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    Damn, amazing foresight. It’s weird how nowadays we as Linux/UNIX developers exalt all these commandline tools as the pinnacle of productivity and here is this oldtimer, salivating after pointer devices and graphical user interfaces.

    I think when you have to work with a console, and more than that, a mediocre console, graphical user interfaces look like a promise of salvation. But now, everything that can be done better with GUIs is done with GUIs. So graphical and commandline tools now play on an even field- because commandline tools can “pick their engagements”- and I think that doesn’t always come out better for the graphical tools.

    JOY: I think that to make that assumption is bad. All projections that I see have memory going to $300 a megabyte by 1989. Soon the processor will be $50, and you’ll be able to use it to refresh video. There are too many good things you’ll be able to do with this stuff for it not to be available cheap. The real cost is very low. One has to wonder what software is going to be worth, too. It’s going to be produced in such enormous volume.

    When can that stuff go portable? You don’t really want to have a telephone in the office or be tied to an office. You’d like to have the office with you and the phone with you. I want to be able to turn the phone off, thank you. I think that’s going to require very different technology. […] You can then carry around with you all the software you need. You can get random data through some communications link. It is very like Dick Tracy. Have you seen these digital pagers? You can really communicate digital information on a portable.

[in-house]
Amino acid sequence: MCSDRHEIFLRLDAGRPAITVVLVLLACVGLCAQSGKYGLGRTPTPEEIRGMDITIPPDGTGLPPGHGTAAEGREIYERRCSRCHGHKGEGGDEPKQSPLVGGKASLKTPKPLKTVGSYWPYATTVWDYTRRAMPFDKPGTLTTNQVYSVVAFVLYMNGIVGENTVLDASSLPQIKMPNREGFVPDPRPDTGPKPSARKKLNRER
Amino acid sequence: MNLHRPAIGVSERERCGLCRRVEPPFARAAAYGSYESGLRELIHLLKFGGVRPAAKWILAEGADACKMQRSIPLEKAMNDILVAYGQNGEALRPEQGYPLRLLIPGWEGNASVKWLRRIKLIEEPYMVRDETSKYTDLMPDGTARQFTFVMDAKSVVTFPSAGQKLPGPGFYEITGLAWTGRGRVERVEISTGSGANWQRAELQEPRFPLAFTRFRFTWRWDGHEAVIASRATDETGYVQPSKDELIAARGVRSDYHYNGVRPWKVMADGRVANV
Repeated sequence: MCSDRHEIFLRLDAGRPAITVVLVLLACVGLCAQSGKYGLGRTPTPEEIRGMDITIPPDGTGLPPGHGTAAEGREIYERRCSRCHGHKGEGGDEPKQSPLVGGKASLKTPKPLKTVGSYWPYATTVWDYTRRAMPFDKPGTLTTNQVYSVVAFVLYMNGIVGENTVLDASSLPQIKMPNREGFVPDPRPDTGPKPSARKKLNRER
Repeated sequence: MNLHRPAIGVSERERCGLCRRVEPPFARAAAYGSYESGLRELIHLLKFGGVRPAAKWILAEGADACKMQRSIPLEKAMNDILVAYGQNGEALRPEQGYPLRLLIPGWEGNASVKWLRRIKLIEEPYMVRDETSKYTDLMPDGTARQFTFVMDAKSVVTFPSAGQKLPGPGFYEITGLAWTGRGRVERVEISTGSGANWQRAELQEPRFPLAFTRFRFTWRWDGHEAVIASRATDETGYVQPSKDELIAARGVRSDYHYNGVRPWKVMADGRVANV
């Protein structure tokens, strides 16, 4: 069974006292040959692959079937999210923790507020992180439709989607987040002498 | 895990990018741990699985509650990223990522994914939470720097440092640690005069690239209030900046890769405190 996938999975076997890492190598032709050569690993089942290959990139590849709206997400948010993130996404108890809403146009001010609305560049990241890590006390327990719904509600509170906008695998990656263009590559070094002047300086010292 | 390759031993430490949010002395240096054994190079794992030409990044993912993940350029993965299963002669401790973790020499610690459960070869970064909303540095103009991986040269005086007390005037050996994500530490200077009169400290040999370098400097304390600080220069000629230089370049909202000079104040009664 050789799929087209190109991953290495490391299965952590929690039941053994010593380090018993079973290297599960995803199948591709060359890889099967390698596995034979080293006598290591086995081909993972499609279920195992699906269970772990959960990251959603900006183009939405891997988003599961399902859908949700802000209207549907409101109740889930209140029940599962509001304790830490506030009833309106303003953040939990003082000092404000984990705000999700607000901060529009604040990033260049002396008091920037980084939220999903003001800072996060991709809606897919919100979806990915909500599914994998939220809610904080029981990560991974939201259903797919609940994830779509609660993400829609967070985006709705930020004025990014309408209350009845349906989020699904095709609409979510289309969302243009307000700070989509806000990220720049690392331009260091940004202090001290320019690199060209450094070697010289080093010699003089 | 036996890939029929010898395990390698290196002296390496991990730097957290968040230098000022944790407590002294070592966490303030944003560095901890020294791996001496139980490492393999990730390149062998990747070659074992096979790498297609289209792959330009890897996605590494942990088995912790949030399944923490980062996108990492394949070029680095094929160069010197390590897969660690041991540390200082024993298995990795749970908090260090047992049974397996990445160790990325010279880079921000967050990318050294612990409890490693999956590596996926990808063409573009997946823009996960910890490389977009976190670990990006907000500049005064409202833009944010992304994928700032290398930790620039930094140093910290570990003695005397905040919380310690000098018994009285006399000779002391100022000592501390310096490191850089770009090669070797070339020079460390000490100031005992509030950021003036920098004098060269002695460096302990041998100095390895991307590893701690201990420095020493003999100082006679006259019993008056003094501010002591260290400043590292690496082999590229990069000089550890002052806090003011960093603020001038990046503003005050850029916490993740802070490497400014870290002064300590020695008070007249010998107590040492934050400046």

This is 23 years before the iPhone, mind you.

    And then that paragraph about how it doesn’t matter what is possible so much as what people believe is possible.

    I’d love to see an update on that interview. What panned out, what didn’t - and why.

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      Here’s a great talk from Bill Joy from a bit later (2000) for those interested

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        This is a fascinating line:

        I think the wonderful thing about vi is that it has such a good market share because we gave it away. Everybody has it now. So it actually had a chance to become part of what is perceived as basic UNIX. EMACS is a nice editor too, but because it costs hundreds of dollars, there will always be people who won’t buy it.

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          I guess this was referring to the version of Emacs that preceded GNU Emacs.

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            Yes, he’s referring to Gosling Emacs.

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          The fundamental problem with vi is that it doesn’t have a mouse and therefore you’ve got all these commands.

          Agreed.